Companies have 'head in the sand' on COR


Survey results of transport and logistics sector shows companies still taking "head in the sand" approach to chain of responsibility

Companies have 'head in the sand' on COR
Companies have 'head in the sand' on COR
By Sean Muir | July 20, 2012

A survey of the transport and logistics sector shows companies are still taking a "head in the sand" approach to chain of responsibility.

Conducted by Chain of Responsibility Management Systems Australia, the survey shows 28 percent of people in the transport and logistics sector value safety as the highest priority when choosing a transport provider, while only 12 percent value compliance.

Chain of Responsibility Management Systems Australia, which runs training courses on chain of responsibility, says the survey results reflect well-known problems with safety in the transport industry.

"It gives a pretty good perspective on things and what is going on," Training Director Lee Kendall says.

"There are a lot of companies who keep their head in the sand on the chain of responsibility."

Kendall says it is important all companies have a speed management plan in place to ensure compliance with road rules.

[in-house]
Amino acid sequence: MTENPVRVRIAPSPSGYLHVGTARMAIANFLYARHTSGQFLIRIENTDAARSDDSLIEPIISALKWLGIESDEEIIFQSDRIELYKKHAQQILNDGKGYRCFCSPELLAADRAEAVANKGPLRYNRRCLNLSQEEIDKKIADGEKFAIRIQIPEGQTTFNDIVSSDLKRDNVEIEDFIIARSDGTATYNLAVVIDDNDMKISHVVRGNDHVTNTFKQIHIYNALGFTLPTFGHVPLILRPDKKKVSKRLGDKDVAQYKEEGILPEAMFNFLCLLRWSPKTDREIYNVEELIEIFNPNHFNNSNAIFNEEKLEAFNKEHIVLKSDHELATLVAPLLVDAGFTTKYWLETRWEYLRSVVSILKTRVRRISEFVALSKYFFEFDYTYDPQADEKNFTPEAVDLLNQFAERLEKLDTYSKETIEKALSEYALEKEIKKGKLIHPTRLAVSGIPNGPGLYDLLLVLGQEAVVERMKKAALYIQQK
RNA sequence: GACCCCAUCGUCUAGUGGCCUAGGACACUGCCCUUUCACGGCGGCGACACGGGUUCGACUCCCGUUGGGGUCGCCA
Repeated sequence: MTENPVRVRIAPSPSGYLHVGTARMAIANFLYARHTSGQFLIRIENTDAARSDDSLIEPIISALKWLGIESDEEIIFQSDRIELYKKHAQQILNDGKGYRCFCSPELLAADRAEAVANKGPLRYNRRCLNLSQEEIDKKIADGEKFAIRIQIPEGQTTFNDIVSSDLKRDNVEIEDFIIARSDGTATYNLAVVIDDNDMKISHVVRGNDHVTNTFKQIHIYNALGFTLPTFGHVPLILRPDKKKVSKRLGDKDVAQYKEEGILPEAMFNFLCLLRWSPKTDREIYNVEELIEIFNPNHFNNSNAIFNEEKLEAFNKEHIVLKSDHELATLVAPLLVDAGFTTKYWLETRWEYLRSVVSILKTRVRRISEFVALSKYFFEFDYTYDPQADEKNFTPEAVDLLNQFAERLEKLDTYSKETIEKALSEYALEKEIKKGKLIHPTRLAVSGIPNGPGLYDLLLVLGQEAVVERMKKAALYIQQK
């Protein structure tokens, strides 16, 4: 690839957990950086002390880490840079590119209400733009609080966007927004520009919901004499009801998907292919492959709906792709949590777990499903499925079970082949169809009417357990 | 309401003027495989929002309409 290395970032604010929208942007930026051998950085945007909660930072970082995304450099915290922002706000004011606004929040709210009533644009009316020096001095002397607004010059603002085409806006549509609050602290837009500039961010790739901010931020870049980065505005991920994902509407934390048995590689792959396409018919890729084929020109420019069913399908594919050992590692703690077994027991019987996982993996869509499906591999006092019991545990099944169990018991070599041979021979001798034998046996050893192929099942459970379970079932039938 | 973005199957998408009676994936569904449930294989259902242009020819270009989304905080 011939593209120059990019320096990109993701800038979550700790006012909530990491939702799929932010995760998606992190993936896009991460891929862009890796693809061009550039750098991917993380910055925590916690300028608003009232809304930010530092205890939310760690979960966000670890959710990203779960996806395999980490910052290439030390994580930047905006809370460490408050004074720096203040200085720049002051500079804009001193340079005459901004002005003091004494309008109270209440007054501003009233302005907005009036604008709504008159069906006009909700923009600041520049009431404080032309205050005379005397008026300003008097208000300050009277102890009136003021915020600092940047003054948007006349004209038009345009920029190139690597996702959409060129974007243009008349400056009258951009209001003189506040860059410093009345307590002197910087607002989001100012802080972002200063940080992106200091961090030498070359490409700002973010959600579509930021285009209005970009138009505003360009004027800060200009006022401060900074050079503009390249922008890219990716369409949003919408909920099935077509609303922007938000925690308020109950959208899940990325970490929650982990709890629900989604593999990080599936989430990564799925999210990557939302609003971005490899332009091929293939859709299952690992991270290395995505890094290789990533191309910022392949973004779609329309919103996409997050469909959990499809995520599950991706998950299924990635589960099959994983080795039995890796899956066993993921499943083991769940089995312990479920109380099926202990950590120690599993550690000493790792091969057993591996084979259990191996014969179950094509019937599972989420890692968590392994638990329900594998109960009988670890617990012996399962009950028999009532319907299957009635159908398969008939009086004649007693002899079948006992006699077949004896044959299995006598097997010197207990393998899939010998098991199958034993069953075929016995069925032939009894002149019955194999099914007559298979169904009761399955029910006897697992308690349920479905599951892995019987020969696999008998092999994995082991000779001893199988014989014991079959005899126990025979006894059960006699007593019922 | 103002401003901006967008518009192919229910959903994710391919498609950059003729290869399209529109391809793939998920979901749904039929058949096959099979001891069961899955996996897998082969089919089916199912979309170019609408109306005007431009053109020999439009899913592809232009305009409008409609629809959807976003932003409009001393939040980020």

"The plan should not be directed at the drivers because they have to comply with the normal road rules. Rather it needs to be directed at decision makers to stop pressures on drivers to speed," Kendall says.

The final survey results are expected to be released next week. Preliminary results show 20 percent of people value price as their highest priority, while 20 percent value communication.

Drawn from 406 transport and logistics professionals from across Australia, the survey reveals 8 percent value guarantees, 8 percent focus on speed and 4 percent are concerned with timing.

Results of a national Transport Workers' Union (TWU) survey of 715 drivers, released May this year, found 55 percent of drivers in the Coles supply chain admitted to feeling pressure to drive too fast, with the industry average at 26 percent.

Chain of responsibility laws require all parties in the supply chain to make sure their practices do not encourage drivers to speed.

Anyone who schedules the activities of a truck driver must take reasonable steps to ensure that the schedule does not cause them to speed.




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